Posted: Wednesday, October 26, 2016 6:00 pm

As the presidential election is fast approaching, politics and voting are on many people’s minds this month. On Tuesday, Oct. 18, staff and students addressed these subjects at a Politics Panel held in Perks Lounge. This panel was led by four NU professors, Amy Sjoquist, Dr. Joshua Ziefle, Jon Burt, and Simon Mould.

Students Aliya Shepard and Jonathan DeMacedo hosted the event and asked questions about topics such as professors’ viewpoints, the intersection of faith and politics, the current election, and how college students can be more involved in politics.

During the first segment, the panelists discussed their political viewpoints.

“The viewpoint that I represent is the importance of intelligent voting and being informed,” said Sjoquist, a professor of political science and philosophy.

Mould, a professor of international politics, emphasized the importance of critical thinking and seeking out the true facts as a crucial part of making informed political choices.

To be informed and think critically, the professors urged students to find and read both liberal and conservative news sources regularly, to read presidential debate transcripts, and to read the Washington state voter’s pamphlet. Voter’s pamphlets are available at the Kirkland Public Library. The New York Times, The Economist, and The Wall Street Journal were all suggested news sources as well.

Sjoquist warned the audience about the dangers of believing everything one hears because persuasive advertising tactics are often used in political radio and TV news.

“Start to become acclimatized to the nature of the discussion, so you can pinpoint lingo and the way people try and persuade you to believe one thing or the other,” said Sjoquist.

Mould suggested students get involved in politics by taking internships at political and social cause organizations while networking along the way. Burt let students know that they have free access to online news feeds such as The New York Times through the Northwest University Library website.

When asked about how Republicans and Democrats can work together in a bipartisan way, Burt pointed out that the end goals are the same for both parties, the only difference lies in the strategy.

“Try to find an articulate argument on how [Republicans and Democrats] intend to get there,” Burt said.

On Tuesday, November 8, the U.S. will vote for Democratic candidate, Hillary Clinton, or Republican candidate, Donald Trump. However, many people are dissatisfied with the candidate choices, and show their dissent by choosing not to vote. The panelists were asked what they thought of this common resolve.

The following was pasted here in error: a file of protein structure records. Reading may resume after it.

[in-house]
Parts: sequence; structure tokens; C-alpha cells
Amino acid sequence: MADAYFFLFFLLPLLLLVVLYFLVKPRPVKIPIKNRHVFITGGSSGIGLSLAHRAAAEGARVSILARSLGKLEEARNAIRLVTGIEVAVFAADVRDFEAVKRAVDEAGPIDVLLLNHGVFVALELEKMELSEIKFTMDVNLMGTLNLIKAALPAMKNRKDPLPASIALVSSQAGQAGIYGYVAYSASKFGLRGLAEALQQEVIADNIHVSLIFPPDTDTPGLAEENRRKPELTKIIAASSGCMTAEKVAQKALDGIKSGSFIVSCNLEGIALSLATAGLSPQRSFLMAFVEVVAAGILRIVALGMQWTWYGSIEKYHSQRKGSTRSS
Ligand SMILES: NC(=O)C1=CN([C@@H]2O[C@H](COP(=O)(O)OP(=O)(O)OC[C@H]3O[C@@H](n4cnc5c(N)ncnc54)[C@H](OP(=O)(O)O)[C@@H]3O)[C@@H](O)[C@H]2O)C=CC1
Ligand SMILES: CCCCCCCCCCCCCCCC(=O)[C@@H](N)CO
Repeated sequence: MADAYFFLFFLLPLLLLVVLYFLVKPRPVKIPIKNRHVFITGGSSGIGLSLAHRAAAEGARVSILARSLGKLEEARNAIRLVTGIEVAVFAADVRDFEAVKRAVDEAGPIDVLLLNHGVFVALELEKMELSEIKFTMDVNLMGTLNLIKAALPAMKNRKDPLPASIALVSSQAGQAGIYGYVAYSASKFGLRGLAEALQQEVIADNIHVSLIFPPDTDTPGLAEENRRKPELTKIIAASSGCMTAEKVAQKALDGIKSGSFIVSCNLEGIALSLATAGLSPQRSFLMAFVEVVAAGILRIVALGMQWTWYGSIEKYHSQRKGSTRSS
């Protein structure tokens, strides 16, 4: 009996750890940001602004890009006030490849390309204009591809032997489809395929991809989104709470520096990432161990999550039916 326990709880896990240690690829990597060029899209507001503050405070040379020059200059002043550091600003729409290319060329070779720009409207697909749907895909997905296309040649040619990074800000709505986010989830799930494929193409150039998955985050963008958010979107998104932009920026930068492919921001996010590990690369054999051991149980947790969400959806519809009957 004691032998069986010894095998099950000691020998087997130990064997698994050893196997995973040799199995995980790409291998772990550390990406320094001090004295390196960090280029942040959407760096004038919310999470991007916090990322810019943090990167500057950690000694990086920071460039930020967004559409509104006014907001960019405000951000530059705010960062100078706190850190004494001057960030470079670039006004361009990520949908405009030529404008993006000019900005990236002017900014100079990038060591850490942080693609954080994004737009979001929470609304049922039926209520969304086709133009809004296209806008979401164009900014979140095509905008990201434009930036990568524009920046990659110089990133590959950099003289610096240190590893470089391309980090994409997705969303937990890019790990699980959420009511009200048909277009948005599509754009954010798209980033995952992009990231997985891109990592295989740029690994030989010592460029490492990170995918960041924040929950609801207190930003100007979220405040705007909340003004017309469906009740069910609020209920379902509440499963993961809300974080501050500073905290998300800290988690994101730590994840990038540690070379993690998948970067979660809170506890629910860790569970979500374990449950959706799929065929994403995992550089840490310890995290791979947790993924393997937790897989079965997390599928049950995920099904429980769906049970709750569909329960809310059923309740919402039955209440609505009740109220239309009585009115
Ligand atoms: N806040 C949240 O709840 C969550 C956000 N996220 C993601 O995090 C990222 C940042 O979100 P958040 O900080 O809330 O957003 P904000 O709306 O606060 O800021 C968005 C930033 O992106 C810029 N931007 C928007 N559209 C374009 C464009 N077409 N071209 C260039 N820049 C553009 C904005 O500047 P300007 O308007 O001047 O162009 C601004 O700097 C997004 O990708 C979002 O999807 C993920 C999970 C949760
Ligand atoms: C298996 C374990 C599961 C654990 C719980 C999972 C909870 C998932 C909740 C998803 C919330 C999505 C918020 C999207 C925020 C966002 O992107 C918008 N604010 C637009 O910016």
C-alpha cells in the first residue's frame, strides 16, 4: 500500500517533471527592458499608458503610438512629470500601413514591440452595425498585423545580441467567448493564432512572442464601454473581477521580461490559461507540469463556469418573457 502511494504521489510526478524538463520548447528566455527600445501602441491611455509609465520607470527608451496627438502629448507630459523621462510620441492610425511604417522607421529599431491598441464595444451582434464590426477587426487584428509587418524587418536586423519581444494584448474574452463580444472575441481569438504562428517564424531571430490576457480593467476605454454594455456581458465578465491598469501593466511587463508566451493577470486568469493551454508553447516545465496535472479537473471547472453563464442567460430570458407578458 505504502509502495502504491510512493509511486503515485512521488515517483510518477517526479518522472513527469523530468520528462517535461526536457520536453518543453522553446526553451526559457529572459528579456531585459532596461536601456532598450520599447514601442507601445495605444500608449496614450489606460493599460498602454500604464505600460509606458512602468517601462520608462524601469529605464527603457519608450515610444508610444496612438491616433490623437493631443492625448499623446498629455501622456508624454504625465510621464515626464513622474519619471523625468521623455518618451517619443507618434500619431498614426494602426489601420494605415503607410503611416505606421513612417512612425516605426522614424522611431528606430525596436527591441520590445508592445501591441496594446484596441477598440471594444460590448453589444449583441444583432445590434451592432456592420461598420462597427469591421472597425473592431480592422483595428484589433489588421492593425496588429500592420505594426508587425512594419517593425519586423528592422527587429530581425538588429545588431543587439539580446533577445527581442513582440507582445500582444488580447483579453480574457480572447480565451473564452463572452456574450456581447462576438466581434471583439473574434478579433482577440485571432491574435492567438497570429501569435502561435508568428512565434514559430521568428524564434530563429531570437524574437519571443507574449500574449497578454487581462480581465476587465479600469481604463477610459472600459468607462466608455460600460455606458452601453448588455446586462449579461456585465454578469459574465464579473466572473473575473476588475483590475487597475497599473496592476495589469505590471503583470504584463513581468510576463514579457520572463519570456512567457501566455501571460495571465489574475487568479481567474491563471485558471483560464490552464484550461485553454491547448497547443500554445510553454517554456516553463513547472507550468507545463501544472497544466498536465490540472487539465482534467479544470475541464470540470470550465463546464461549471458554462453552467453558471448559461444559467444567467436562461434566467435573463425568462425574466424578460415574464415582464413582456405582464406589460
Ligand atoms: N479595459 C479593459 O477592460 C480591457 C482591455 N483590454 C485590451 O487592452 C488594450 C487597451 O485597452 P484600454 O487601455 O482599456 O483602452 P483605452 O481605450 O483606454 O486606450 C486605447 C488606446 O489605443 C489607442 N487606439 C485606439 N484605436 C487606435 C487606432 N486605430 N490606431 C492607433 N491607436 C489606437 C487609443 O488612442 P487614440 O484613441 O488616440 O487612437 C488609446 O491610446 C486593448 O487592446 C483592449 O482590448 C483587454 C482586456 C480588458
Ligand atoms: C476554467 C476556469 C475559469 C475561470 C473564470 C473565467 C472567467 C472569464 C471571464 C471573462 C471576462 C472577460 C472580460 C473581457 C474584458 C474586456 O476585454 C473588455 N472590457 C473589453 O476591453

Mould expressed his understanding of the reasoning behind many individuals’ choice to abstain from voting.

“Nevertheless, vote for the Senate. Vote for the House of Representatives. Vote for political issues. Either of [the presidential candidates] need to have in place a Congress that is going to check the power of the presidency, no matter if it’s Trump or Clinton,” said Mould.

Burt assured students that whoever wins the election, they can’t destroy everything in just four years.

“But, if you take the long term view, the one power a President does have that will long outlast their administration, is the Supreme Court,” said Burt.

Burt went on to describe the effects of the Supreme Court on the U.S. government.

“Whoever appoints the [Supreme Court Justices] controls the interpretation and understanding of the Constitution for the entire next generation,” said Burt.

Burt explained that the Justices will control the political leaning of the U.S. government, liberal or conservative, for the next 20 years.

The panelists addressed questions on how to integrate Christian faith into politics.

Ziefle spoke about his belief that faith and politics are inseparable.

“There’s not a choice of [faith] not being part of our political actions, including voting,” said Ziefle.

Sjoquist relayed her struggle to reconcile her Christian faith with her political viewpoints, both when she leaned Republican and when she leaned Democrat. Sjoquist went on to say that she eventually realized that it didn’t matter what side she was on.

“Christ does not have a bandwagon. It is never Jesus and ____. It is never Jesus and Republican. It is never Jesus and Democrat. It is always just Jesus. And so we have to have a kind of objectivity in order to engage in these issues,” said Sjoquist.